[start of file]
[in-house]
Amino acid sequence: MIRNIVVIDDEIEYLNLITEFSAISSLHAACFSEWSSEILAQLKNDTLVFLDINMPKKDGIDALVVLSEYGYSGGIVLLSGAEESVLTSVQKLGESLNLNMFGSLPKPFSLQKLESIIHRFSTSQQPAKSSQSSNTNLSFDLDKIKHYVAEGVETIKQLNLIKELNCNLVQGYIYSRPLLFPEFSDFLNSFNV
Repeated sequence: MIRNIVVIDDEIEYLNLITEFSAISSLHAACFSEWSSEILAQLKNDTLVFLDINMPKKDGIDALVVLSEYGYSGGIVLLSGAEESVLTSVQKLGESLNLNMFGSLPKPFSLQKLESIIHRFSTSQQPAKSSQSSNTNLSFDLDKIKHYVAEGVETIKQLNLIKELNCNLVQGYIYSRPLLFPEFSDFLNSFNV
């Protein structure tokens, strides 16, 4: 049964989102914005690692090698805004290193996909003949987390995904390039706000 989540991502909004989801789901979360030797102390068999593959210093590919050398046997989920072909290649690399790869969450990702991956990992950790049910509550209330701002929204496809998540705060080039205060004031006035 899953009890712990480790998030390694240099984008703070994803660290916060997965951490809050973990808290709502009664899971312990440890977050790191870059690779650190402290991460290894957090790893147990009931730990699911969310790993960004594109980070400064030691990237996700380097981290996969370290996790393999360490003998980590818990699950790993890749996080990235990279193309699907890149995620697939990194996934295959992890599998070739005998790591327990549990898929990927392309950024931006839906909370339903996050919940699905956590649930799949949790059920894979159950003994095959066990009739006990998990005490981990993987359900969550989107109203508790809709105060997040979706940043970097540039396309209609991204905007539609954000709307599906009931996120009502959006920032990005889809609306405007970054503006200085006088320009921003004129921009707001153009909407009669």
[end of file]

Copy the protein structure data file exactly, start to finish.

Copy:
[in-house]
Amino acid sequence: MIRNIVVIDDEIEYLNLITEFSAISSLHAACFSEWSSEILAQLKNDTLVFLDINMPKKDGIDALVVLSEYGYSGGIVLLSGAEESVLTSVQKLGESLNLNMFGSLPKPFSLQKLESIIHRFSTSQQPAKSSQSSNTNLSFDLDKIKHYVAEGVETIKQLNLIKELNCNLVQGYIYSRPLLFPEFSDFLNSFNV
Repeated sequence: MIRNIVVIDDEIEYLNLITEFSAISSLHAACFSEWSSEILAQLKNDTLVFLDINMPKKDGIDALVVLSEYGYSGGIVLLSGAEESVLTSVQKLGESLNLNMFGSLPKPFSLQKLESIIHRFSTSQQPAKSSQSSNTNLSFDLDKIKHYVAEGVETIKQLNLIKELNCNLVQGYIYSRPLLFPEFSDFLNSFNV
């Protein structure tokens, strides 16, 4: 049964989102914005690692090698805004290193996909003949987390995904390039706000 989540991502909004989801789901979360030797102390068999593959210093590919050398046997989920072909290649690399790869969450990702991956990992950790049910509550209330701002929204496809998540705060080039205060004031006035 899953009890712990480790998030390694240099984008703070994803660290916060997965951490809050973990808290709502009664899971312990440890977050790191870059690779650190402290991460290894957090790893147990009931730990699911969310790993960004594109980070400064030691990237996700380097981290996969370290996790393999360490003998980590818990699950790993890749996080990235990279193309699907890149995620697939990194996934295959992890599998070739005998790591327990549990898929990927392309950024931006839906909370339903996050919940699905956590649930799949949790059920894979159950003994095959066990009739006990998990005490981990993987359900969550989107109203508790809709105060997040979706940043970097540039396309209609991204905007539609954000709307599906009931996120009502959006920032990005889809609306405007970054503006200085006088320009921003004129921009707001153009909407009669």